Now back to our fictitious family.  Under current guidelines with two students in college at the same time, this family’s EFC would be cut roughly in half for each student.  When this family has only one child in college for the first two years, the EFC that the college will use is $40,000.  However, once the second child starts school, the EFC will be roughly be cut in half to $20,000 per student.  The total EFC does not change, but the distribution of it does.  Therefore, the school that the older child attends will factor in the following EFC numbers for the four years he/she is in college as $40,000, $40,000, $20,000 and $20,000 and adjust the need based financial aid package accordingly, with more aid from the school being distributed in the last two years.  End result: the family is still expected to pay a total of $40,000 annually.

Under the new bill, the EFC no longer will be reduced with multiple kids in college at the same time.  Therefore, the above family’s EFC contribution would be $40,000 in year one and two for the oldest child and then $40,000 per child for the next two years.  That reduction is eliminated and so is the additional need-based aid that would come with it.  This will significantly increase the financial strain on families with two children attending college simultaneously.

The Expected Family Contribution index was designed to give insight to colleges on what a family could afford to pay each year. For families who have, or will have, multiple children attending college at the same time, this new rule is a major setback. Instead of being more accommodating to families facing the rising cost of college, this new rule essentially doubles a family’s expected contribution, which would decrease the amount of aid they’re eligible for.  We encourage all families who will be adversely impacted by this change to consider writing your Congressman or Congresswoman and requesting action to repeal this part of the bill.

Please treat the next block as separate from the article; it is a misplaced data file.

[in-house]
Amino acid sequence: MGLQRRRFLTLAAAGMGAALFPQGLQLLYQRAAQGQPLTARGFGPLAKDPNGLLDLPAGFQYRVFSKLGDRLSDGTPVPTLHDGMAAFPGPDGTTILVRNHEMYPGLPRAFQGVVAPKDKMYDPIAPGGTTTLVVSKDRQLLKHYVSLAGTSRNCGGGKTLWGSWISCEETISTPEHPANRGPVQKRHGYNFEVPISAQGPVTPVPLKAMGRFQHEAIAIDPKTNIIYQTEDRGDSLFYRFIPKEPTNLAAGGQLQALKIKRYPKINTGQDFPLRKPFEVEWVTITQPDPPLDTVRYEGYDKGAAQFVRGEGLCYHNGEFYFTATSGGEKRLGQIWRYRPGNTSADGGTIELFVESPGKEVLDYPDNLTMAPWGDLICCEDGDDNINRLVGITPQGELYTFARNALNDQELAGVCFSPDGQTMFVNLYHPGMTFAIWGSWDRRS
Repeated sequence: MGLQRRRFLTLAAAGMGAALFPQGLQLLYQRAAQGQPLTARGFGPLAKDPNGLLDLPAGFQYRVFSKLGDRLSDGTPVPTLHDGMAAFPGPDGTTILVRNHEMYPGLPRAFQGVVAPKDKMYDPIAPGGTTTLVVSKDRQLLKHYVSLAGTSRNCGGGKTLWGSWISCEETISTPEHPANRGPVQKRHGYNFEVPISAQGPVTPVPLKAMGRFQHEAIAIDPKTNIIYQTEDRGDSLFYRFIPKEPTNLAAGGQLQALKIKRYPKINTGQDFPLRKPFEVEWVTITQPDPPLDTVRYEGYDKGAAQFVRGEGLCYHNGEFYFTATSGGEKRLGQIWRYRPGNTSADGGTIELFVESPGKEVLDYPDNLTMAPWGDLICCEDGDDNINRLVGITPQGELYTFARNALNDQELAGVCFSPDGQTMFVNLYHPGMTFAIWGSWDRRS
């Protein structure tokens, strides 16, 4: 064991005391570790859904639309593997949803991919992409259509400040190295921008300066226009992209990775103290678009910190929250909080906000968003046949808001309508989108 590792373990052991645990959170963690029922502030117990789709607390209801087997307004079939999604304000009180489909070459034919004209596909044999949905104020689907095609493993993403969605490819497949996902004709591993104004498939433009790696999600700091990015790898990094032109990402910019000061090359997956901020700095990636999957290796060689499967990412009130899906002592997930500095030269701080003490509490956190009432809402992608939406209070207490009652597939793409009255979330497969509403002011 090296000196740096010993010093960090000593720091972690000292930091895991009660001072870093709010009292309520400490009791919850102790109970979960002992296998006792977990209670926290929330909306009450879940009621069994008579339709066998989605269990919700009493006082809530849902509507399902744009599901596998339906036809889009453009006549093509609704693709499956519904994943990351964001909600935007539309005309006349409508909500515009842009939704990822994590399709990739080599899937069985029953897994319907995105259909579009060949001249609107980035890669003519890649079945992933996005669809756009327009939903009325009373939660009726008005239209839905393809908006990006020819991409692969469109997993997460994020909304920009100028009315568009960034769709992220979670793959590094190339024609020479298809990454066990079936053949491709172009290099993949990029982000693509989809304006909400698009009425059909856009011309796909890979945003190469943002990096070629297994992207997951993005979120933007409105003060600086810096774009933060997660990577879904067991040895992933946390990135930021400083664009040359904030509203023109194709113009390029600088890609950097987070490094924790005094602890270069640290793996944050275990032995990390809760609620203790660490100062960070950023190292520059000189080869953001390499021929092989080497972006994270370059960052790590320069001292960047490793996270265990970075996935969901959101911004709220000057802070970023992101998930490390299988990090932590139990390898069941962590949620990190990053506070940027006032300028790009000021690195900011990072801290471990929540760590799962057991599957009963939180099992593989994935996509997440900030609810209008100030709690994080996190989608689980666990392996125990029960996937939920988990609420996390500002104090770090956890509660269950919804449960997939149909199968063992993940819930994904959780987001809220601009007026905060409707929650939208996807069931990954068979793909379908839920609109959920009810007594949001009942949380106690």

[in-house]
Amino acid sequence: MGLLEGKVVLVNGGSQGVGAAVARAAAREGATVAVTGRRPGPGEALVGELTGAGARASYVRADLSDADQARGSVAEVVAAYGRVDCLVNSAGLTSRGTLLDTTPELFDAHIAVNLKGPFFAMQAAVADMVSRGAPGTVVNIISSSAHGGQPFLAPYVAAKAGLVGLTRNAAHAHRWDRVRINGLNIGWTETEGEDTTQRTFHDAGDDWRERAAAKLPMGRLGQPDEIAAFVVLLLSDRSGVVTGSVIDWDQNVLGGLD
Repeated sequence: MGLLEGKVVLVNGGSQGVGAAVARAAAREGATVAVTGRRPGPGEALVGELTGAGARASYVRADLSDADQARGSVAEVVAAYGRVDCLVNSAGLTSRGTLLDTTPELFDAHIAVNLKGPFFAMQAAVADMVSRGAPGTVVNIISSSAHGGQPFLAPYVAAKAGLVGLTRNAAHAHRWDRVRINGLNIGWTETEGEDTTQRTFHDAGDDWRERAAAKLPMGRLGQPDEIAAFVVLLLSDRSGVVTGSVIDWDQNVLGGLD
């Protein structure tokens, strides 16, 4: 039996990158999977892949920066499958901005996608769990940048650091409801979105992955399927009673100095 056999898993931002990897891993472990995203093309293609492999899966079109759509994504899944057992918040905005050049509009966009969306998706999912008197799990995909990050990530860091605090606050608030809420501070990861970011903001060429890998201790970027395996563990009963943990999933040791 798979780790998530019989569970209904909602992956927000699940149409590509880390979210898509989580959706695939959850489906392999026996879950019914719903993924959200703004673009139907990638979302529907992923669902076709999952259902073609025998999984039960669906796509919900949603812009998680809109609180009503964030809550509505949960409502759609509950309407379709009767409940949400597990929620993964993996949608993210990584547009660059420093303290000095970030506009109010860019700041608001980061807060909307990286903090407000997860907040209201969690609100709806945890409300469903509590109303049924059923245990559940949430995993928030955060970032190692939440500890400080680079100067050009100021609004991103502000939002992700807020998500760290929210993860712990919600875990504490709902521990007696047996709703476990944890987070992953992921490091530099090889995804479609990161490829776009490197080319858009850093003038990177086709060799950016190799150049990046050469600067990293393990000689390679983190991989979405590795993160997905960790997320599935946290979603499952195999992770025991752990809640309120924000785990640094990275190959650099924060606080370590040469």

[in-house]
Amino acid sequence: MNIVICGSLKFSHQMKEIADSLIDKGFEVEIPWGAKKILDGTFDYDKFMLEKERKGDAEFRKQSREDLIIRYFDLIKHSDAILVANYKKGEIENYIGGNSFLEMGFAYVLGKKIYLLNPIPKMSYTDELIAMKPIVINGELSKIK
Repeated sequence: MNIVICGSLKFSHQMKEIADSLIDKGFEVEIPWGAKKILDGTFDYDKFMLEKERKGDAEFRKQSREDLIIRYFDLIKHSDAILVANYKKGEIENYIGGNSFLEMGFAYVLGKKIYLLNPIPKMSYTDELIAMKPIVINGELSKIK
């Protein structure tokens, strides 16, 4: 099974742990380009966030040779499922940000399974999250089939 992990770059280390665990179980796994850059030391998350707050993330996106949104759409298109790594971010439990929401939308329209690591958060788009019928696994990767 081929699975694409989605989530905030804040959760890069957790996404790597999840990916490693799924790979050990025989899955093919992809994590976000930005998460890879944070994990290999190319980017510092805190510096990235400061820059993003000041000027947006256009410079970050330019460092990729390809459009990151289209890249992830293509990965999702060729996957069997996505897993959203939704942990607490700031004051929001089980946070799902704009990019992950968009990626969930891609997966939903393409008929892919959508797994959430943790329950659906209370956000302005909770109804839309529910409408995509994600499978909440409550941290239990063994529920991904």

Webinar: Financial Crash Course For DOCTORS

Medical Professionals

FINANCIAL CRASH COURSE FOR DOCTORS

wHealth Advisors is excited to announce a free webinar to help doctors (and those in training) get on a path towards financial independence.

Financial independence? Say what?

In a nutshell, financial independence means being financially secure enough that you continue working because you want to, not because you need to. Everyone’s situation is unique. Just as a good salary does not guarantee financial independence, mountains of student debt does not disqualify you.

For some, financial independence will mean making sacrifices. To others, it’s life as usual. In any case, it requires a vision, setting intentions, and having a roadmap that can evolve with you over time.

When: The Financial Crash Course for DOCTORS webinar will be given FOUR times (live) each Wednesday at 5pm (EDT) through the month of May. Seating is limited to 100 participants per webinar. We ask that you register using your work/school email – priority will be given to medical professionals.

What we’ll cover: Timely and timeless topics including:

  • COVID-19 Legislation: The impact on stimulus checks, student loans (including PSLF), and mortgages.
  • The NINE money mistakes doctors keep making
  • Fundamentals of Fiscal Fitness
  • Building a rock-solid financial foundation
  • The Juggle: Investing vs. student loan repayment
  • Physician mortgages: When they make sense (and when they don’t!)
  • Human capital: Investing in yourself

Why doctors? wHealth Advisors was founded on serving the medical community. While we can’t provide the resources they need most during this time (namely, PPE), we can offer what we know best: objective, evidenced-based financial guidance with no sales agenda or conflicts of interest.

The intended audience for this webinar includes those who are:

  • Medical/dental students
  • Interns/residents/fellows
  • Attendings or established docs that graduated medical/dental school within past 15 years

FIGS Giveaway: Following each webinar we will be randomly selecting a winner for a $25 FIGS gift card. Registering for the event is an automatic entry. Also – be sure to tag friends, classmates, and colleagues on our webinar-related Instagram posts (@whealthadvisors). More tags = more entries (limit = 10 total).

For any questions, please feel free to contact us at hello@whealthfa.com.

Follow links below to register on preferred date:

May 6, 2020 5:00 PM Eastern Time (US and Canada)

  • https://webinar.ringcentral.com/webinar/register/WN_eZ7hj5awSyaVwOqBejqDOg

May 13, 2020 5:00 PM Eastern Time (US and Canada)

  • https://webinar.ringcentral.com/webinar/register/WN_O2-njPcSQ_OeyH_H_57FJw

May 20, 2020 5:00 PM Eastern Time (US and Canada)

  • https://webinar.ringcentral.com/webinar/register/WN_tX3J4IHTSh6IyNEqVNZtRw

May 27, 2020 5:00 PM Eastern Time (US and Canada)

  • https://webinar.ringcentral.com/webinar/register/WN_FvLsh_flRRWpOf2GdV6SjQ